Something about being asked, “How are you feeling?” or “How is the pregnancy going?” has always irked me a bit. Now that my stomach is making it more obvious I’m expecting, I get the question even more. Both this time and with my son, I’ve always been quick to reply, “I’m fine” or “Everything’s fine,” and move the conversation along.

Mary's 18-week bump - "How are you feeling?"

Author’s Personal Collection/Mary Mathes

I know I shouldn’t get irritated. It’s a common enough, even understandable, question to ask. And I know they mean well. And yet.

I think I’ve finally figured it out. It bugs me because, the vast majority of the time, all they’re asking is how I feel physically. They just want to hear if I puke multiple times a day, or crave bizarre foods, or have random aches and pains. Sometimes, they even seem a little disappointed that I’m not nauseated, or that I don’t have anything (physical) to complain about.

What they’re not asking, because the answer would make them uncomfortable, is how I feel emotionally. They don’t want to hear that I’m anxious and worried because my first pregnancy ended in miscarriage. That I don’t know how to be happy and carefree and just assume everything is fine. That cheerful optimism was stolen from me.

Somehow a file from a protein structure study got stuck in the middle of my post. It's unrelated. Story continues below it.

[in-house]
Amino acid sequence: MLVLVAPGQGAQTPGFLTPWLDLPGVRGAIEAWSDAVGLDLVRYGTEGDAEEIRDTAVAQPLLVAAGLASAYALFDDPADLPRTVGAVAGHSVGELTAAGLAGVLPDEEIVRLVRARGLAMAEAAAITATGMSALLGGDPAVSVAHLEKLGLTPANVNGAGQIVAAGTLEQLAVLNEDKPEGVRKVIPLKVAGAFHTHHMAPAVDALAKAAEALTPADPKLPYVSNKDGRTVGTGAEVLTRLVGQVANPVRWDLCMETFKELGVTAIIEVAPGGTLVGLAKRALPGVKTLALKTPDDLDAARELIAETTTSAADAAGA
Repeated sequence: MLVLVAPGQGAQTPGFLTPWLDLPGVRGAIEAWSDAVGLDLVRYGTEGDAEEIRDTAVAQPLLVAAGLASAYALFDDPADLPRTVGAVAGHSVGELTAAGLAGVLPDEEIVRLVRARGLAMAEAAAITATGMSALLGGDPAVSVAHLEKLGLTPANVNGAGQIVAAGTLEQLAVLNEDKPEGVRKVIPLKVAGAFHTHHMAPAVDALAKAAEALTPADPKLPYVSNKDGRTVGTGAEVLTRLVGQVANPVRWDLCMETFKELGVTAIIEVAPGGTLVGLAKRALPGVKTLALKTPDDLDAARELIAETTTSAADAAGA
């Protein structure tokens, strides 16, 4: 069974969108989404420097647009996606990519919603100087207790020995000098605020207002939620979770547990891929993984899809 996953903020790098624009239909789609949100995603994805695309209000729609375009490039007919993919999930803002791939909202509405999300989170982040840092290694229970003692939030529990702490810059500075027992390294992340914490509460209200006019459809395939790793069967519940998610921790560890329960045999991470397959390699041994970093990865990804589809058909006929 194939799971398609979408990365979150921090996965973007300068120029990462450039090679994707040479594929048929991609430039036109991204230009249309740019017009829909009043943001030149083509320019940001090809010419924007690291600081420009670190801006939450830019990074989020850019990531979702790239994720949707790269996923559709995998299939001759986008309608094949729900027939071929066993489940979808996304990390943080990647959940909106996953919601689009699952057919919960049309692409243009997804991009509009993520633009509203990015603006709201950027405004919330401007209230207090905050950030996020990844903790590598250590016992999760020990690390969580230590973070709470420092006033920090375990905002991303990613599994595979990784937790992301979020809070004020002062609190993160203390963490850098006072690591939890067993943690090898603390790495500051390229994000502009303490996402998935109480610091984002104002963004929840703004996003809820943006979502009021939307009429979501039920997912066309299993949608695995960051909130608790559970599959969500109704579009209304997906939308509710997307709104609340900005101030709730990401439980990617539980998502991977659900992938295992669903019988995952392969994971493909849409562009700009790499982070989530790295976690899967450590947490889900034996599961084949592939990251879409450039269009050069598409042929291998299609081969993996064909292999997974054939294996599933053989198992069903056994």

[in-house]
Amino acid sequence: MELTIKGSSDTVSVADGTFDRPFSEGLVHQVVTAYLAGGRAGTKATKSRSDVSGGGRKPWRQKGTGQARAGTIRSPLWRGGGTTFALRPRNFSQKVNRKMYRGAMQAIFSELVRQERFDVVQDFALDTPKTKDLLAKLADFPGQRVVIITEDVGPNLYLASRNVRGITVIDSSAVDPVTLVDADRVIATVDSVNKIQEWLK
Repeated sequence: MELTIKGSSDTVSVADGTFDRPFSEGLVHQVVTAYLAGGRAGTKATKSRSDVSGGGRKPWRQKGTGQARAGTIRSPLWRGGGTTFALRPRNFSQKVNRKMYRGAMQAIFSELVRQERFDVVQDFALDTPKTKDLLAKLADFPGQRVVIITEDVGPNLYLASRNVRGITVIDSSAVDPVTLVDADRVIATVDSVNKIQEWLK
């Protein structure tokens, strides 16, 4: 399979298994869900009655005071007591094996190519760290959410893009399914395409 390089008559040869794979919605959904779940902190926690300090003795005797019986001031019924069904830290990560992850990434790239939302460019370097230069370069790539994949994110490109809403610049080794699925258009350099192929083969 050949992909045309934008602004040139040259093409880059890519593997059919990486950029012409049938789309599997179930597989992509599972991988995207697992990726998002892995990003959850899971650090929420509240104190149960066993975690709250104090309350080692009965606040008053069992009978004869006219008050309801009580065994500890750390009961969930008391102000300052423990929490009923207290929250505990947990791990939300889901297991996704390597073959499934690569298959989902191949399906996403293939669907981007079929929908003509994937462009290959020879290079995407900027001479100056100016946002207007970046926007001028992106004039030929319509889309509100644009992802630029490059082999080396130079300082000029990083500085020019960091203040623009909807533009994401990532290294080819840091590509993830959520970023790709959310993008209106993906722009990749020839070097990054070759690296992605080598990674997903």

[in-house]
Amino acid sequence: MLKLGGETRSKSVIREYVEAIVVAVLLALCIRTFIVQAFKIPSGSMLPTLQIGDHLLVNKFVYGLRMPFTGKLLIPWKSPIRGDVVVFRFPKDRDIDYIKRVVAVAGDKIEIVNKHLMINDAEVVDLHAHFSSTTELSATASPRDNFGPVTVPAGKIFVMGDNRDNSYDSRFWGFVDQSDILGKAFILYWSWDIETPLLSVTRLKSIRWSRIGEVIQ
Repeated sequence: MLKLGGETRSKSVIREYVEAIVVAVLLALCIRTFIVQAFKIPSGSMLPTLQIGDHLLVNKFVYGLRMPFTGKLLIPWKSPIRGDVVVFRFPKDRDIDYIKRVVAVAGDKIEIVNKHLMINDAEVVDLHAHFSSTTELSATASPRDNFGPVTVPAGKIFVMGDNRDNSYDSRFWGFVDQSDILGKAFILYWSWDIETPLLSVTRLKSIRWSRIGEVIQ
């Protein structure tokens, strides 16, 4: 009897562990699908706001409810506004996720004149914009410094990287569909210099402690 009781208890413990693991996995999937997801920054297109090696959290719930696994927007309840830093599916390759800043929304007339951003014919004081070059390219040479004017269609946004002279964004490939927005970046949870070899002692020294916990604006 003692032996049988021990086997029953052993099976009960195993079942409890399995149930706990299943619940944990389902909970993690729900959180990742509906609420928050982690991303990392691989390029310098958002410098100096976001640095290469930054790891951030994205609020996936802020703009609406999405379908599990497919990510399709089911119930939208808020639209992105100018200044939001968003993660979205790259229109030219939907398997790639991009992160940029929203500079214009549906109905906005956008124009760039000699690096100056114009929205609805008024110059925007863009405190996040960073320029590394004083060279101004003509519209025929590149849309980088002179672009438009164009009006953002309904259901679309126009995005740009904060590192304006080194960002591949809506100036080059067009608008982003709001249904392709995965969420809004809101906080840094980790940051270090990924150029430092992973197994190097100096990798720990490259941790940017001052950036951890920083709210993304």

They don’t want me to remind them this isn’t my first time being due in October, and that I wonder if this time will end differently. They don’t want to hear that the cruel irony of all this is that I’m great at physically being pregnant. It’s the getting pregnant, and the being confident of staying pregnant that’s difficult.

Or perhaps I’m not giving “them” enough credit.

I admit I don’t have a lot of faith in people who haven’t “been there” to understand. I fear that, even if they know about my miscarriage, they don’t remember when I was due. And if I remind them, rather than respond with empathy, they will dismiss my concerns.

Maybe if I answered more honestly more often, the responses would surprise me. But the few times I’ve taken a chance and tried that approach lead me to believe my instincts are right. Better to just say, “I feel fine,” and move on.

“Lucky you!” were the first words of an email I got recently. This in response to my sharing that I feel pretty good physically, but the timeline of this pregnancy being so similar to my first makes me anxious. Apparently, to this person, the fact that I don’t feel sick and had a healthy pregnancy with my son means I have nothing to worry about. Sure.

Part of me wants to fight the good fight and explain why that attitude is not helpful.

That it dismisses my concerns instead of validating them. That it’s the opposite of empathetic. And that having one healthy pregnancy is no guarantee of another.

But another part of me doesn’t want to bother. This part wants to pick my battles and leave that one be.  Chalk it up as evidence that I’m right to just answer “I feel fine” from now on and leave it at that.

But I also know if I do that, if I take the path of least resistance, it makes it more likely that we in the pregnant-after-loss community will continue to hear unhelpful things. That we will continue to feel unsupported outside of this unfortunate club we all belong to, and that nothing will really change.

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